A few days ago, a young woman by the name of Cathryn Sloan created a bit of controversy with her post on NextGen Journal entitled, “Why Every Social Media Manager Should Be Under 25.” In her post, Cathryn points out the she and her peers were in high school when Facebook and Twitter became hugely popular, which allowed them to grasp an understanding of how these networks operated.

The truth is that I am not much older than Cathryn at 30.  In fact, we’re both Gen Ys.  However, we greatly disagree on who is best suited to manage social media.

We were around long enough to see how life worked without it but had it thrown upon us at an age where the ways to make the best/correct use of it came most naturally to us. No one else will ever be able to have as clear an understanding of these services, no matter how much they may think they do.

Oh really Cathryn?  While many young Gen Y’s are super-users of sites like LinkedIn, Facebook and Twitter, the fact is that it is not normally 40-somethings that post pictures of themselves dancing on tables with margaritas in their hands as profile pictures when they claim they are on social media for business purposes.

Knowing how to use a tool and understanding how to “strategically” leverage that tool are two different things.  Managing social media is not strictly about knowing what buttons to push or even how to engage other users.  It also includes understanding how to respond to trolls, upset employees/customers and crisis control.  Those are skills developed through experience; something most 25 year olds lack.  At 25, most of us were smart, but not nearly as smart as we thought that we were.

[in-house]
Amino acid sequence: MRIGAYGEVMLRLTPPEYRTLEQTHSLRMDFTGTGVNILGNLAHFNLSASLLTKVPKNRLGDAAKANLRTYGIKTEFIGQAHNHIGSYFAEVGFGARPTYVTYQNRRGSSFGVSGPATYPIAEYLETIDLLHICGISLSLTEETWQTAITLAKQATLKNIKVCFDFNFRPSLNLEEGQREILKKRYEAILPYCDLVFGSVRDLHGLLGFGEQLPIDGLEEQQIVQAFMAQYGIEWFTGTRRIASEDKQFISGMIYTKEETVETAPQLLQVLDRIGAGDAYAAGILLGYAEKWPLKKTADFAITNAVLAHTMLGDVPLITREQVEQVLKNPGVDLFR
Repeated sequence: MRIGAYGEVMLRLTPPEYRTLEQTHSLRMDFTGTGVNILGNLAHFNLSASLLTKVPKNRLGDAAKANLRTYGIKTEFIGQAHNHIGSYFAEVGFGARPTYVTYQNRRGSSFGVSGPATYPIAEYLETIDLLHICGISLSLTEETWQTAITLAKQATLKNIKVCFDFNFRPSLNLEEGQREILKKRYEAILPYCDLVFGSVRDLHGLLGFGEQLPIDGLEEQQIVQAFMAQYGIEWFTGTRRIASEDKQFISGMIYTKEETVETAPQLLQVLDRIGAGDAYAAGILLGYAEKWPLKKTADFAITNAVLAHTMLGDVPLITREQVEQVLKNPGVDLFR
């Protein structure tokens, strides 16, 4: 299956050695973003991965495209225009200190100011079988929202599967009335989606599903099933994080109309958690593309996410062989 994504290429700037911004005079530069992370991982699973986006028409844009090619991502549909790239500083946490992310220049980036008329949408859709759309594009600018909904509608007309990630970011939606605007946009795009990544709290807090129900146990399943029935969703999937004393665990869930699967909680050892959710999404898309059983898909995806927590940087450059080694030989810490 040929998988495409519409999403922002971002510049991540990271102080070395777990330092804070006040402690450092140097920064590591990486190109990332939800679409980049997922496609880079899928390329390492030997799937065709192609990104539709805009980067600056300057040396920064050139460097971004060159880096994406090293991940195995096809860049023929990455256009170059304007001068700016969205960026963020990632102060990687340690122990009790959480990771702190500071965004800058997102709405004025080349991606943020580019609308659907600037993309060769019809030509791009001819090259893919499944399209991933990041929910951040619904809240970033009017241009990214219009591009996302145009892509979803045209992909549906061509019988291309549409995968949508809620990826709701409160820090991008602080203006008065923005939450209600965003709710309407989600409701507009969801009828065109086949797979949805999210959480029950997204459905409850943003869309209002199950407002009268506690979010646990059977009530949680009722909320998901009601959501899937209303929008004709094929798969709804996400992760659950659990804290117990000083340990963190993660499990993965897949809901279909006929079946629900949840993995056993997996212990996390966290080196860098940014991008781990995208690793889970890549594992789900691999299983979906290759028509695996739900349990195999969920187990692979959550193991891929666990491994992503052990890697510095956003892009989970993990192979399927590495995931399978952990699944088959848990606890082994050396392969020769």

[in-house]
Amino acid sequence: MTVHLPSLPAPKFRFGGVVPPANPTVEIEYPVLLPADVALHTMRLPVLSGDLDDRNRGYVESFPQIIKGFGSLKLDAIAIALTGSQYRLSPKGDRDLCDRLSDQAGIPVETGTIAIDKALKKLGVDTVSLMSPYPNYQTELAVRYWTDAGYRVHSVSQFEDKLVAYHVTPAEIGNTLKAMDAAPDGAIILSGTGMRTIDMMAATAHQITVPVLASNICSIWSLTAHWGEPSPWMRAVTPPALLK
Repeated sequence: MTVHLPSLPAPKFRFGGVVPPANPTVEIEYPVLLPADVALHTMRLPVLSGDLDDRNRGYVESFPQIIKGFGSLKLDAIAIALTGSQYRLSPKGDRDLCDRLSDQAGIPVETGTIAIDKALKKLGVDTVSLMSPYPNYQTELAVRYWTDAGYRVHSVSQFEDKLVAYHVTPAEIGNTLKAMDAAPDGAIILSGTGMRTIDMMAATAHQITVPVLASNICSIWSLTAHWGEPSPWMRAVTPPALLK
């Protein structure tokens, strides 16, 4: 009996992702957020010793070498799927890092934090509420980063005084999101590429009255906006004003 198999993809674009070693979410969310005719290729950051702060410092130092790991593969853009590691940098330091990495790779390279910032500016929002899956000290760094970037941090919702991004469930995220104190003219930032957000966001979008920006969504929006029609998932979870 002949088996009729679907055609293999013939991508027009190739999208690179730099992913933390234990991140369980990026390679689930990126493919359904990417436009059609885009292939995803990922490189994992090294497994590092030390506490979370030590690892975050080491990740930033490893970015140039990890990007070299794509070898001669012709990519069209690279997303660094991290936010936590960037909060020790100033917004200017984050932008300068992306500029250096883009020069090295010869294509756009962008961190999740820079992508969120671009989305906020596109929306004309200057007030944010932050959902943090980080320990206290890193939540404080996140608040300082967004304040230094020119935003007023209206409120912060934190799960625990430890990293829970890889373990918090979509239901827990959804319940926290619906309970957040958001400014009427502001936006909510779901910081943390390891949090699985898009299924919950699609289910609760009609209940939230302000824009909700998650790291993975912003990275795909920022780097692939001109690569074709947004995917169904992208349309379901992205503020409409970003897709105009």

You might ask yourself, “What do I have to lose by hiring a young 20-something?”  Great question.  Just ask Red Cross’ Gloria Huang who in 2011 accidentally tweeted, “Ryan found two more 4 bottle packs of Dogfish Head’s Midas Touch beer…. when we drink we do it right #gettingslizzerd.”  Luckily, Red Cross quickly discovered the error and issued a humorous apology.

For another perspective, check out Augie Ray of SocialMediaToday’s post, “A Response to: ‘Why Every Social Media Manager Should Be Under 25′”

The rules of engagement online are exactly the same as offline.  Users build relationships on social networks the same way that they would in the real world–over time and with follow-up; by caring about contacts; by sharing information and adding value.

At the end of the day, being a young twenty-something should not exclude anyone from the opportunity to manage social media.  However, it is only fair to point out that a 25 year old will have limited real world experience, much less than a Gen X (whose generation INVENTED social media) or even a Baby Boomer.